We have had a wave of new hires, so we now have well over a dozen assistant professors. This is great for the department.
When I was hired, I was alone. No one for two years ahead of me and for several years after me. There were two people hired at the same time as me, but one was an awful person whose contract wasn’t extended after year three, and the other left after a year to take a job at a university in Europe.
I had two senior people assigned as department mentors, but they were both clear about not wanting to be bothered, so I didn’t bother them. One was a senior man I was afraid of, being that he struck me as someone who’d vote against my tenure if I ever showed any weakness. The other was a superstar woman who was in principle friendly and available, but in practice it would take her weeks to respond to my emails (by which time I had already acted on whatever the problem was) and she always treated me with a veneer of pleasantness over a clear undercurrent of annoyance, so I quickly stopped asking her for stuff. I did receive most advice from a couple of collaborators outside the department.
As for commiseration, there was no one. I met two people from a related department during orientation and initially hung out with them, but they were both single yet immediately became strangely attached to one another in a way they insisted was platonic but that seemed weirdly codependent to me (they eventually married and remain), so I was a third wheel there, and, again, didn’t feel I was really needed.
I honestly felt, most of the time, that nobody gave a shit what I did and how and that I was most definitely on my own.
These days, I am a mentor to one junior faculty who I believe comes and talks to me whenever he likes (I see him multiple times per week, as he’s across the hall from me). He’s doing great, going up for early tenure. I don’t think I have much of a role in his success other than to generally try and provide a welcoming environment and be a sounding board. I’ve recently received my second mentoring assignment.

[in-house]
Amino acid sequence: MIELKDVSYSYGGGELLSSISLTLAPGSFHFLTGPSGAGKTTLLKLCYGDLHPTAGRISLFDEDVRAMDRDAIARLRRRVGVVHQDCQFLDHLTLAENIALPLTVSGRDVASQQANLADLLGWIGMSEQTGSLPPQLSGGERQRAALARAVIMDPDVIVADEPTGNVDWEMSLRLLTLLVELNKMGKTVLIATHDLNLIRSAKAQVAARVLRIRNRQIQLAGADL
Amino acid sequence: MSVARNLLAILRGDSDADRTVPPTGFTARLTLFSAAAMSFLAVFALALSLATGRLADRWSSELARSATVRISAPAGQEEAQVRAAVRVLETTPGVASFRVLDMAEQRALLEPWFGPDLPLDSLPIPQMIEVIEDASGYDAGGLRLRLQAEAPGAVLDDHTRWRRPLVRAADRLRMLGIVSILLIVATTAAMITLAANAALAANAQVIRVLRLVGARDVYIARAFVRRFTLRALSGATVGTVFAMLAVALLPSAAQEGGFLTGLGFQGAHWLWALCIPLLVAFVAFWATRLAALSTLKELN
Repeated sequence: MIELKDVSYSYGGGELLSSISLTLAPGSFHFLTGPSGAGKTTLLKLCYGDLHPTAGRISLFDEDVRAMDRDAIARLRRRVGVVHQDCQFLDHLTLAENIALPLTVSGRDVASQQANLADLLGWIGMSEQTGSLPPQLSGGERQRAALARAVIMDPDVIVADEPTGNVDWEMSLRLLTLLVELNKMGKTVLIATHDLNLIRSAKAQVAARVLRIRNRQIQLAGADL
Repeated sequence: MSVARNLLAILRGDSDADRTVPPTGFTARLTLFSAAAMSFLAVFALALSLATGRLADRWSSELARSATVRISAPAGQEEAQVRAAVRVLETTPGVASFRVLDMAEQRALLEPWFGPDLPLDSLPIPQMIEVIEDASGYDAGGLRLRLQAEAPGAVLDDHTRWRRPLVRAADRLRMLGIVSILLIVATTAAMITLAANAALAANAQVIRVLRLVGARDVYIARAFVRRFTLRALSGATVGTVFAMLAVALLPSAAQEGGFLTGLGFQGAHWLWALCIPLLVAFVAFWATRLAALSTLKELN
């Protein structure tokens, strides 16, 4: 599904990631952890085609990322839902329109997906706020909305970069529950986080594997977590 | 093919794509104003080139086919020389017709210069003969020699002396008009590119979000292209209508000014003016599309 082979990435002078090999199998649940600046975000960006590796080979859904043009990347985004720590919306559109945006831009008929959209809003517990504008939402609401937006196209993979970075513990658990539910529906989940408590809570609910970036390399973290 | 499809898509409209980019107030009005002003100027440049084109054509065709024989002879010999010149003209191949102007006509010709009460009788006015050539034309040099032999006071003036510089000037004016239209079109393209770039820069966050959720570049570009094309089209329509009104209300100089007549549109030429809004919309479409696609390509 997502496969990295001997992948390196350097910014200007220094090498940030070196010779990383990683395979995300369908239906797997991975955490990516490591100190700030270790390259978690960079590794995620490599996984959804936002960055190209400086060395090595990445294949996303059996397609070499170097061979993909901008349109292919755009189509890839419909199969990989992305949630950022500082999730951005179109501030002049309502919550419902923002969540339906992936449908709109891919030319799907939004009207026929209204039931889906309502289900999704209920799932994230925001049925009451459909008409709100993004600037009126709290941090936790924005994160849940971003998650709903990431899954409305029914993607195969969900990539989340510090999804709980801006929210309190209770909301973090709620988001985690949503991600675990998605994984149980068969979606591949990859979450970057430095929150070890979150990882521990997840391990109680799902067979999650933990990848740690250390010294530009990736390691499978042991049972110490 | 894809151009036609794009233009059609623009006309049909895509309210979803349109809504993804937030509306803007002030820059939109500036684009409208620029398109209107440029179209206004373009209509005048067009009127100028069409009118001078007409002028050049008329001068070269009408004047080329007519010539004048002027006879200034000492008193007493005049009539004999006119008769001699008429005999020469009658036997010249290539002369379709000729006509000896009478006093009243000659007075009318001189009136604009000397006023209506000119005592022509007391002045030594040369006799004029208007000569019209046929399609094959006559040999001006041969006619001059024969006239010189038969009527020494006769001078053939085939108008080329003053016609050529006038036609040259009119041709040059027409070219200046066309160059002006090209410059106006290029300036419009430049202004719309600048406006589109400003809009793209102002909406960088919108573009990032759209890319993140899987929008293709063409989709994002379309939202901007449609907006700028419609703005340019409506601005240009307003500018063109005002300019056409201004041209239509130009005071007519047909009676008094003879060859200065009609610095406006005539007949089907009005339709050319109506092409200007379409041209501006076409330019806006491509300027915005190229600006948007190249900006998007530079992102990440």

Other than mentoring, there is so much more that we as a department collectively do for these junior folks that didn’t happen when I was on the tenure track. For example, they have teaching relief built into their tenure track — not just a lower load, but an option to have a semester without any teaching; that would have come in handy when I had kid No 2 on the tenure track. Moreover, there are so many assistant professors that they can find a friendly cohort and do some peer mentoring. There is much more and much better mentoring than I had as an assistant professor (I never had a meeting with department chair and both my mentors, which we now do once every semester).
I am happy that the new folks are having an easier time than I did, but I must admit that I have other feelings mixed in:
a) I feel sad for my tenure-track self. It felt so lonely. I wonder if it would have been easier if someone had given a little bit of help or a pat on the back.
b) I don’t know that I can offer the mentoring that they need to these junior folks. They are all much more ballsy than I ever was, seem like they have their shit together, and command much greater resources from the outset.
I feel like a dinosaur, like my experiences are from another era. The era with no help and nobody giving a shit. What a difference a decade-and-a-half makes! Also none of the junior faculty have children. My experience on the tenure track was colored in every way imaginable by having kids (one in grad school, one midway through the tenure track, one post tenure)—the inability to go to the social gatherings and orientations and whatnot after work and on weekends; the never-ending exhaustion.
I feel like I ended up being depleted by everything — work, life — before I ever really reached my full potential. Even when I worked my hardest, there were weights around my ankles that prevented takeoff.
I believe DrugMonkey writes about this sometimes, that Gen X scientists haven’t reached their full potential. I can definitely see my tiny cohort being completely outnumbered into irrelevance by the junior people.